A light bulb just turned on. That's why he is having me take it. :idea:

"Patience is not the ability to wait but the ability to keep a good attitude while waiting."-- Joyce Meyer


In fact, let me share medicine man's own cancer treatments in 2013, for educational purposes only. Which one should only use, to compliment what traditional medicine is doing.

One important thing to remember about Cancer is that Anger, rage, resentment, being the victim are all
fertilizer of cancer and help it to grow. So remember to forgive the cancer in a fire ceremony to help release
it. I had to do this all four times I was terminal.

This is how I treated my cancer after I still had it after I finished my chemo and Radiation treatment.

    Chaga: ½ to ¾ cup or ½ bag of Chaga to a gallon of room temperature water let set two days then drink one
    cup a day. Eats Cancer
    Turkey tail: 1/4 tsp. per cup boiling water 1 to 2 times per day. Kills cancer.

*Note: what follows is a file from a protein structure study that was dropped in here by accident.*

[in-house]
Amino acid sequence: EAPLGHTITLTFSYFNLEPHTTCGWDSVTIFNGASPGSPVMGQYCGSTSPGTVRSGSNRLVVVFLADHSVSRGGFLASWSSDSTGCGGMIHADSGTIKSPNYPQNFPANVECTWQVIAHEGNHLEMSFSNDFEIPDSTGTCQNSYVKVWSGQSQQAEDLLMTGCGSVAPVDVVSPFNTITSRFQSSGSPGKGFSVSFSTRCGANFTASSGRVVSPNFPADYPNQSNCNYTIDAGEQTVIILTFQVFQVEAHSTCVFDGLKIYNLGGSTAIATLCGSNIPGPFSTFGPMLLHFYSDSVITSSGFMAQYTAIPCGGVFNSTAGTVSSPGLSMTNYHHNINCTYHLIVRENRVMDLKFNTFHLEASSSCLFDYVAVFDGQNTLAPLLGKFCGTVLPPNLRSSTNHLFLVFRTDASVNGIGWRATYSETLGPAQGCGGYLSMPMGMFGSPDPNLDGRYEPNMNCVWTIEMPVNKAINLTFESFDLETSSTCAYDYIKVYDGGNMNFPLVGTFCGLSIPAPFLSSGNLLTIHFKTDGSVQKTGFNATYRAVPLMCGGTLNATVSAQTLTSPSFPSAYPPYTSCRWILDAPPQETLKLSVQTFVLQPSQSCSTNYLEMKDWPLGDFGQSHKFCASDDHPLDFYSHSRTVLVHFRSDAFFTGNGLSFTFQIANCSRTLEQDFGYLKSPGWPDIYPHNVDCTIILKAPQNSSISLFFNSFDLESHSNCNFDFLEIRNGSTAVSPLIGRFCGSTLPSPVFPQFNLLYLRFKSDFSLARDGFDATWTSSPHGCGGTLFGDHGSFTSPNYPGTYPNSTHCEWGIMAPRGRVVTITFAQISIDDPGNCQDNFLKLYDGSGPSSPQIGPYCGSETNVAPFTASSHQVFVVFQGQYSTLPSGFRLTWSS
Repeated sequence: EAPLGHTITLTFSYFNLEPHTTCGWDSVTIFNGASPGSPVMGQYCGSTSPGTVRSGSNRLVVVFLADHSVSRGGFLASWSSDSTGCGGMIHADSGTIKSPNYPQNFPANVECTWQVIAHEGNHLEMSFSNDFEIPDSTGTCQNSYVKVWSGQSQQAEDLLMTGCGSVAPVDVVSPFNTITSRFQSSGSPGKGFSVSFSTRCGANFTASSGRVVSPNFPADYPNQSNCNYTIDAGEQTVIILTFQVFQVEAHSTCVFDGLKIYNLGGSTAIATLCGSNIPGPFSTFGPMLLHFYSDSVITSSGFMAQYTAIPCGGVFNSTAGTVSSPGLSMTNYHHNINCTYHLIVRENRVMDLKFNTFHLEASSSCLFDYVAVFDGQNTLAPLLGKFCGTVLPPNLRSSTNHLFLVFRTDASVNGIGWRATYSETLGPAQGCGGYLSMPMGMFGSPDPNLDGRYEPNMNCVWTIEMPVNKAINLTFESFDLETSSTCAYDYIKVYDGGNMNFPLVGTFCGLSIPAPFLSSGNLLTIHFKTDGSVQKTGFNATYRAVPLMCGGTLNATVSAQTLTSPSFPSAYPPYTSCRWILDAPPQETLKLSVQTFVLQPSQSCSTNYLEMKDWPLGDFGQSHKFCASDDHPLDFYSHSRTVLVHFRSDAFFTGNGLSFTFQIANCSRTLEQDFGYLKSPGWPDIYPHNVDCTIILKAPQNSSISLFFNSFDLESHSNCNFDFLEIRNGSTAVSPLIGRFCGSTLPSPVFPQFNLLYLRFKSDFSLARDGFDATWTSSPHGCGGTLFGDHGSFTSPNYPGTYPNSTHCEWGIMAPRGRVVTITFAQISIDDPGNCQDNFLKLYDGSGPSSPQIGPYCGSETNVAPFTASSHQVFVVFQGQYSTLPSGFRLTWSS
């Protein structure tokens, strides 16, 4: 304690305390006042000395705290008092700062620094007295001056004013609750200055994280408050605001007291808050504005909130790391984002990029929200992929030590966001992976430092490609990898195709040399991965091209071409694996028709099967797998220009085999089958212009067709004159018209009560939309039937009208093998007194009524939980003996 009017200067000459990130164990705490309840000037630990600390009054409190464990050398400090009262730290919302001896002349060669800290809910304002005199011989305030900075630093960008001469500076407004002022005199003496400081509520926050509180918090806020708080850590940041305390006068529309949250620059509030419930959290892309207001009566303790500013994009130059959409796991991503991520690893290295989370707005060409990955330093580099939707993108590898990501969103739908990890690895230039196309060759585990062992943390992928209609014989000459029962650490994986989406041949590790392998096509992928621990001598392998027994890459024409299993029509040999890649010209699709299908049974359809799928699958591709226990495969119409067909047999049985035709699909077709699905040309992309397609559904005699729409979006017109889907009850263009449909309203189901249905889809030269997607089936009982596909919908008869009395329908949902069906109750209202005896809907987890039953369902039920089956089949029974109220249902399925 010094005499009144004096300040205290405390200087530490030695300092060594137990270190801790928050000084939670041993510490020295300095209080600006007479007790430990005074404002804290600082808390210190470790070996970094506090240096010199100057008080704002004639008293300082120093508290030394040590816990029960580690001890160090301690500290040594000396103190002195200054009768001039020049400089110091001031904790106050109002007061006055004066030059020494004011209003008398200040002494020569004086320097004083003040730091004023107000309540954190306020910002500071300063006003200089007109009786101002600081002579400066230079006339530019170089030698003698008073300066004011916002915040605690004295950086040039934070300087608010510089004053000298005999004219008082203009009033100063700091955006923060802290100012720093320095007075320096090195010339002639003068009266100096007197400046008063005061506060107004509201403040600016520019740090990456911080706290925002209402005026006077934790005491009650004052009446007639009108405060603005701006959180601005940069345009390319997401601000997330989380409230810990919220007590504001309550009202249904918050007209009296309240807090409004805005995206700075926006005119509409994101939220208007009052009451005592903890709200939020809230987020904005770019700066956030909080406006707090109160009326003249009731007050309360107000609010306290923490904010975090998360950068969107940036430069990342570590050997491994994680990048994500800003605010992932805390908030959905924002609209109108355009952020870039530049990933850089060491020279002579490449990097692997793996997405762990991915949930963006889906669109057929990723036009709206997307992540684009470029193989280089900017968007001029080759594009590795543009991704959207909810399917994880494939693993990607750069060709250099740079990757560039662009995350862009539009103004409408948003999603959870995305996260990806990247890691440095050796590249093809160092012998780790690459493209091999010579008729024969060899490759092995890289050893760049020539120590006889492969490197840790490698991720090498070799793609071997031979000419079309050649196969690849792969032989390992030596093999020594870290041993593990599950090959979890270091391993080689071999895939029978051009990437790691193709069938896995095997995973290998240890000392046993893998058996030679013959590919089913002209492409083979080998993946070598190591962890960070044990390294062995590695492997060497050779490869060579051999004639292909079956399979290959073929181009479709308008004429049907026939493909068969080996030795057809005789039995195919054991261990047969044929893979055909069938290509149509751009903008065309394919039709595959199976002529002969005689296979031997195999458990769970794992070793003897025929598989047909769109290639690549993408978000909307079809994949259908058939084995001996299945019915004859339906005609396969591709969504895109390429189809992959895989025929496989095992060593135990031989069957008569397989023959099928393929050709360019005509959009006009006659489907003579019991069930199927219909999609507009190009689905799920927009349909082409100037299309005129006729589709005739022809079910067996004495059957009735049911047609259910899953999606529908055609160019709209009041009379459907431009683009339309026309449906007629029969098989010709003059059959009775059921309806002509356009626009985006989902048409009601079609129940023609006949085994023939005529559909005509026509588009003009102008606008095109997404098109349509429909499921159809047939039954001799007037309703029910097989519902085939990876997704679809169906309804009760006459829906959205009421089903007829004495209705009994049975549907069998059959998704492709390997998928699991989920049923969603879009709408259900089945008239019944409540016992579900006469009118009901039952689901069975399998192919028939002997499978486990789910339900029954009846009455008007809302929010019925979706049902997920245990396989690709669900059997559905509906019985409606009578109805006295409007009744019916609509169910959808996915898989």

Asparagus: (canned) puree a can of cooked asparagus, take 4 tablespoons night and morning.
    Lemon water: alkalizes, 3 tablespoons of fresh lemon juice
    Dandelion tea: 1/4 tsp. per cup 1 time a day. Anti-oxidant
    Cleavers: immunity builder ¼ to ½ tsp per cup of boiling water 1 time per day. Or you can use Purple Flower
    immunity builder
    Other things that can be added: Apricot kernels Limited amounts 5-6, Vitamin B 17 & C, Soursop and
    Turmeric.
    1 quart pure Grade B Maple syrup & 8 Tablespoons of baking soda: I pre mix the syrup and baking soda
    slowly bring syrup to a boil, mix till dissolved. It will foam up and turn off heat stir for 5-10 additional
    minutes. It takes a minimum of a half hour, and if done right there will be no settling of baking soda. Then
    use straight or put 1 tsp. of this mixture in a glass of Lemon water or everything you drink, I also used it on
    my pancakes and cereal 5-8 times a day, keep unused portion in the refrigerator. This is an alkaline based
    mixture converted

In our bodies we have PH factors of Acid and Alkaline, Cancer needs an Acidic, oxygenated environment
to be able to survive. The Grade B maple syrup and baking soda mixture is target specific so when the
cancer feeds on the sugar in the mixture it is so alkaline that cancer has a hard time, to survive. This is why
we want to limit the sugar intake including too many carbs and no alcohol